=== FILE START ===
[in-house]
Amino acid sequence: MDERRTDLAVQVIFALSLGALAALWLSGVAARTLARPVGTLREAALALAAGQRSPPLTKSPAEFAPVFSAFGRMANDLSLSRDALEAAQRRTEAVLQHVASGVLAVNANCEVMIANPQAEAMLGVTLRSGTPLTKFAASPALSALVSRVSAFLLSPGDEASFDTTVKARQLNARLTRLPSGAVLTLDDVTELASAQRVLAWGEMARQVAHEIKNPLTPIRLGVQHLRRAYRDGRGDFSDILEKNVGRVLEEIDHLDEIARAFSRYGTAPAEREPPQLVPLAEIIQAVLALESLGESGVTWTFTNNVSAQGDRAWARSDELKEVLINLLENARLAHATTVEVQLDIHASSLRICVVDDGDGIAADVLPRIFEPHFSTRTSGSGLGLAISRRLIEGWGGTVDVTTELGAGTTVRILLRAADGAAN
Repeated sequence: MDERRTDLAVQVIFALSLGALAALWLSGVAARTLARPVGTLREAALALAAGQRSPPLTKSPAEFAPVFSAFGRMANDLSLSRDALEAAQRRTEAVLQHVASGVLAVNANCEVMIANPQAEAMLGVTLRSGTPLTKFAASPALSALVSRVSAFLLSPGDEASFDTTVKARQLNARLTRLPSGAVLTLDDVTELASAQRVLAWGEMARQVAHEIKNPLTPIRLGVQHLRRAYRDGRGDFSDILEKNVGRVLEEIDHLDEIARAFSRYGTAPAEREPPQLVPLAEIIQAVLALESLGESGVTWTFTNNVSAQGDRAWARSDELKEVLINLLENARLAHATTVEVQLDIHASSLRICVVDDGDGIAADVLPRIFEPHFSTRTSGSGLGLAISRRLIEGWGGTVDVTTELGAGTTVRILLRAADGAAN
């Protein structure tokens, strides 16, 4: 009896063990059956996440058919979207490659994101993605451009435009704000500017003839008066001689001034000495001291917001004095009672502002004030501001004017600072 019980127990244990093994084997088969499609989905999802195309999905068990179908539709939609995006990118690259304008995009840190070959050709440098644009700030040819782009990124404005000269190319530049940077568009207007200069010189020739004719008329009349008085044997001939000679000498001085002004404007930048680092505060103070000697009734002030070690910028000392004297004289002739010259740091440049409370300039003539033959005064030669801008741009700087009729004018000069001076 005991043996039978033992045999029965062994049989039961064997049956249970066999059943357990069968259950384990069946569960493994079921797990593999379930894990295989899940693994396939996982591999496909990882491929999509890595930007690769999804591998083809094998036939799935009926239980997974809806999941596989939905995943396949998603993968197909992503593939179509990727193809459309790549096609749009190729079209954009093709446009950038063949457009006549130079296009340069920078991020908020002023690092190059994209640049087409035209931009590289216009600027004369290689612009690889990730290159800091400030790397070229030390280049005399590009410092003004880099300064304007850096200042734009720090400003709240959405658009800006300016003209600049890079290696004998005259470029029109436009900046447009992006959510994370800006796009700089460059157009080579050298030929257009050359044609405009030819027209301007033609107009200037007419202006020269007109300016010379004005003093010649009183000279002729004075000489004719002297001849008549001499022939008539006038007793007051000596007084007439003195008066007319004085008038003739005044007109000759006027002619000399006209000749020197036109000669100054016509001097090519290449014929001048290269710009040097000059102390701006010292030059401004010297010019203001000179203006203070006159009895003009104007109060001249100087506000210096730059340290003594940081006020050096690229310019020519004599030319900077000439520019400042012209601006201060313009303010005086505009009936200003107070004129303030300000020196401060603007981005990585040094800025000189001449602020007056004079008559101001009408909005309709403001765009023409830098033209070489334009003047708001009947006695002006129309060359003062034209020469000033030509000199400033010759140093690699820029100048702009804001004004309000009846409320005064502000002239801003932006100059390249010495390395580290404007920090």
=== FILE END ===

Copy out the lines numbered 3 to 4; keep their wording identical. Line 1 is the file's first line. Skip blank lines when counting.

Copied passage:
Repeated sequence: MDERRTDLAVQVIFALSLGALAALWLSGVAARTLARPVGTLREAALALAAGQRSPPLTKSPAEFAPVFSAFGRMANDLSLSRDALEAAQRRTEAVLQHVASGVLAVNANCEVMIANPQAEAMLGVTLRSGTPLTKFAASPALSALVSRVSAFLLSPGDEASFDTTVKARQLNARLTRLPSGAVLTLDDVTELASAQRVLAWGEMARQVAHEIKNPLTPIRLGVQHLRRAYRDGRGDFSDILEKNVGRVLEEIDHLDEIARAFSRYGTAPAEREPPQLVPLAEIIQAVLALESLGESGVTWTFTNNVSAQGDRAWARSDELKEVLINLLENARLAHATTVEVQLDIHASSLRICVVDDGDGIAADVLPRIFEPHFSTRTSGSGLGLAISRRLIEGWGGTVDVTTELGAGTTVRILLRAADGAAN
């Protein structure tokens, strides 16, 4: 009896063990059956996440058919979207490659994101993605451009435009704000500017003839008066001689001034000495001291917001004095009672502002004030501001004017600072 019980127990244990093994084997088969499609989905999802195309999905068990179908539709939609995006990118690259304008995009840190070959050709440098644009700030040819782009990124404005000269190319530049940077568009207007200069010189020739004719008329009349008085044997001939000679000498001085002004404007930048680092505060103070000697009734002030070690910028000392004297004289002739010259740091440049409370300039003539033959005064030669801008741009700087009729004018000069001076 005991043996039978033992045999029965062994049989039961064997049956249970066999059943357990069968259950384990069946569960493994079921797990593999379930894990295989899940693994396939996982591999496909990882491929999509890595930007690769999804591998083809094998036939799935009926239980997974809806999941596989939905995943396949998603993968197909992503593939179509990727193809459309790549096609749009190729079209954009093709446009950038063949457009006549130079296009340069920078991020908020002023690092190059994209640049087409035209931009590289216009600027004369290689612009690889990730290159800091400030790397070229030390280049005399590009410092003004880099300064304007850096200042734009720090400003709240959405658009800006300016003209600049890079290696004998005259470029029109436009900046447009992006959510994370800006796009700089460059157009080579050298030929257009050359044609405009030819027209301007033609107009200037007419202006020269007109300016010379004005003093010649009183000279002729004075000489004719002297001849008549001499022939008539006038007793007051000596007084007439003195008066007319004085008038003739005044007109000759006027002619000399006209000749020197036109000669100054016509001097090519290449014929001048290269710009040097000059102390701006010292030059401004010297010019203001000179203006203070006159009895003009104007109060001249100087506000210096730059340290003594940081006020050096690229310019020519004599030319900077000439520019400042012209601006201060313009303010005086505009009936200003107070004129303030300000020196401060603007981005990585040094800025000189001449602020007056004079008559101001009408909005309709403001765009023409830098033209070489334009003047708001009947006695002006129309060359003062034209020469000033030509000199400033010759140093690699820029100048702009804001004004309000009846409320005064502000002239801003932006100059390249010495390395580290404007920090």